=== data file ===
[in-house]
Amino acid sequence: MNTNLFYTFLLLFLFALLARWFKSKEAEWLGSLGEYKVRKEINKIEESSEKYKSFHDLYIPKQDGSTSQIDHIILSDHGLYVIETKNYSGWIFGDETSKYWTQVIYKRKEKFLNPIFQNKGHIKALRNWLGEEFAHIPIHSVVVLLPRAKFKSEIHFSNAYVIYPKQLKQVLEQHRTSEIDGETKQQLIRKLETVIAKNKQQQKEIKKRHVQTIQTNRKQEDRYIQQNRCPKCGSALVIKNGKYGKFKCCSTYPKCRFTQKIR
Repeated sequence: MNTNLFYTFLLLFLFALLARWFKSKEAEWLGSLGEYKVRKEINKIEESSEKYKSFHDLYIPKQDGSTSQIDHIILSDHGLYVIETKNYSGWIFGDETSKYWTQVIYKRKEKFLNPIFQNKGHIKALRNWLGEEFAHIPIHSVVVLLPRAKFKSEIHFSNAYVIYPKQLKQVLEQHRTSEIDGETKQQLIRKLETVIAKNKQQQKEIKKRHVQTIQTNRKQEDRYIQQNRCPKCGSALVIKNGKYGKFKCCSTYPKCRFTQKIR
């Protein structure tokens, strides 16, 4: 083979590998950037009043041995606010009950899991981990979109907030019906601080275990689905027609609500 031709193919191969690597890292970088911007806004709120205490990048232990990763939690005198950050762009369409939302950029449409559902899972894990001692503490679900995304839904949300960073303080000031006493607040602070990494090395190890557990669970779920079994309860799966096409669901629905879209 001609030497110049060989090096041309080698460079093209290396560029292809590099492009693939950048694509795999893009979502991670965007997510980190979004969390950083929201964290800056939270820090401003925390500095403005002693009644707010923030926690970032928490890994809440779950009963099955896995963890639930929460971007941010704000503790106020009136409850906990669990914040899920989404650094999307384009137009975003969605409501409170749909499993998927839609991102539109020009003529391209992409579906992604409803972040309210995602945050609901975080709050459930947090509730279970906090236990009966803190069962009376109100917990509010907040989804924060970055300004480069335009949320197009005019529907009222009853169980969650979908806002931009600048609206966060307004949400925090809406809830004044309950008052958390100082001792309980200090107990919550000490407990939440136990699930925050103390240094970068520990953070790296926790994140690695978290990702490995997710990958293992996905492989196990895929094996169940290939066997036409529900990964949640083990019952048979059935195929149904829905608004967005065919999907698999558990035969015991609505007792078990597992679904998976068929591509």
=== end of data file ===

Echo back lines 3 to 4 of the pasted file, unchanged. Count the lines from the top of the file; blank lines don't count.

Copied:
Repeated sequence: MNTNLFYTFLLLFLFALLARWFKSKEAEWLGSLGEYKVRKEINKIEESSEKYKSFHDLYIPKQDGSTSQIDHIILSDHGLYVIETKNYSGWIFGDETSKYWTQVIYKRKEKFLNPIFQNKGHIKALRNWLGEEFAHIPIHSVVVLLPRAKFKSEIHFSNAYVIYPKQLKQVLEQHRTSEIDGETKQQLIRKLETVIAKNKQQQKEIKKRHVQTIQTNRKQEDRYIQQNRCPKCGSALVIKNGKYGKFKCCSTYPKCRFTQKIR
């Protein structure tokens, strides 16, 4: 083979590998950037009043041995606010009950899991981990979109907030019906601080275990689905027609609500 031709193919191969690597890292970088911007806004709120205490990048232990990763939690005198950050762009369409939302950029449409559902899972894990001692503490679900995304839904949300960073303080000031006493607040602070990494090395190890557990669970779920079994309860799966096409669901629905879209 001609030497110049060989090096041309080698460079093209290396560029292809590099492009693939950048694509795999893009979502991670965007997510980190979004969390950083929201964290800056939270820090401003925390500095403005002693009644707010923030926690970032928490890994809440779950009963099955896995963890639930929460971007941010704000503790106020009136409850906990669990914040899920989404650094999307384009137009975003969605409501409170749909499993998927839609991102539109020009003529391209992409579906992604409803972040309210995602945050609901975080709050459930947090509730279970906090236990009966803190069962009376109100917990509010907040989804924060970055300004480069335009949320197009005019529907009222009853169980969650979908806002931009600048609206966060307004949400925090809406809830004044309950008052958390100082001792309980200090107990919550000490407990939440136990699930925050103390240094970068520990953070790296926790994140690695978290990702490995997710990958293992996905492989196990895929094996169940290939066997036409529900990964949640083990019952048979059935195929149904829905608004967005065919999907698999558990035969015991609505007792078990597992679904998976068929591509």